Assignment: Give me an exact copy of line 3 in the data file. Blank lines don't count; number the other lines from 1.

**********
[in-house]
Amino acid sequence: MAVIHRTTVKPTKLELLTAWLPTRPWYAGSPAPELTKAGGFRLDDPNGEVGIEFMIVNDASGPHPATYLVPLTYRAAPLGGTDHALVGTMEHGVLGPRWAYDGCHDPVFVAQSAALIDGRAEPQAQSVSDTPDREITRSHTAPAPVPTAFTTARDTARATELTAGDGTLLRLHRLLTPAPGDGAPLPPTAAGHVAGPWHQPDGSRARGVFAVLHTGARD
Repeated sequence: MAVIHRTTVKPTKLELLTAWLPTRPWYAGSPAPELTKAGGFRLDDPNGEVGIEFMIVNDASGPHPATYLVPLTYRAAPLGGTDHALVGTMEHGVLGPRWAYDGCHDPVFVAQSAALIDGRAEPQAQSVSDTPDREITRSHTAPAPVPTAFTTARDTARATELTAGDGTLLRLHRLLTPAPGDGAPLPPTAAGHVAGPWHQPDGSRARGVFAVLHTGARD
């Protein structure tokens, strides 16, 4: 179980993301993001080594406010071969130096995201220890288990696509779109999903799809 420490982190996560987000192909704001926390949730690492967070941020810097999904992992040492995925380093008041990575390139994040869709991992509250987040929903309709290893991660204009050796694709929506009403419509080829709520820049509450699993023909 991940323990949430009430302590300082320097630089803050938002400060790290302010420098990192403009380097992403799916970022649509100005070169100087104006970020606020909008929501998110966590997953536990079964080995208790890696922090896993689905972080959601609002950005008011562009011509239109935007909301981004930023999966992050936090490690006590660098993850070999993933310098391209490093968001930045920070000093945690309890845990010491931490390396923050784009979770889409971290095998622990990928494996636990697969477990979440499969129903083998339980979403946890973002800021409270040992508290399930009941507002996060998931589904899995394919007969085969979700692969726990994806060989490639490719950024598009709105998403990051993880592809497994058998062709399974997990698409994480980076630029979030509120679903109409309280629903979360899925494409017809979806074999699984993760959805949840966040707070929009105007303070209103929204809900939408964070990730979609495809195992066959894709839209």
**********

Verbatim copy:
Repeated sequence: MAVIHRTTVKPTKLELLTAWLPTRPWYAGSPAPELTKAGGFRLDDPNGEVGIEFMIVNDASGPHPATYLVPLTYRAAPLGGTDHALVGTMEHGVLGPRWAYDGCHDPVFVAQSAALIDGRAEPQAQSVSDTPDREITRSHTAPAPVPTAFTTARDTARATELTAGDGTLLRLHRLLTPAPGDGAPLPPTAAGHVAGPWHQPDGSRARGVFAVLHTGARD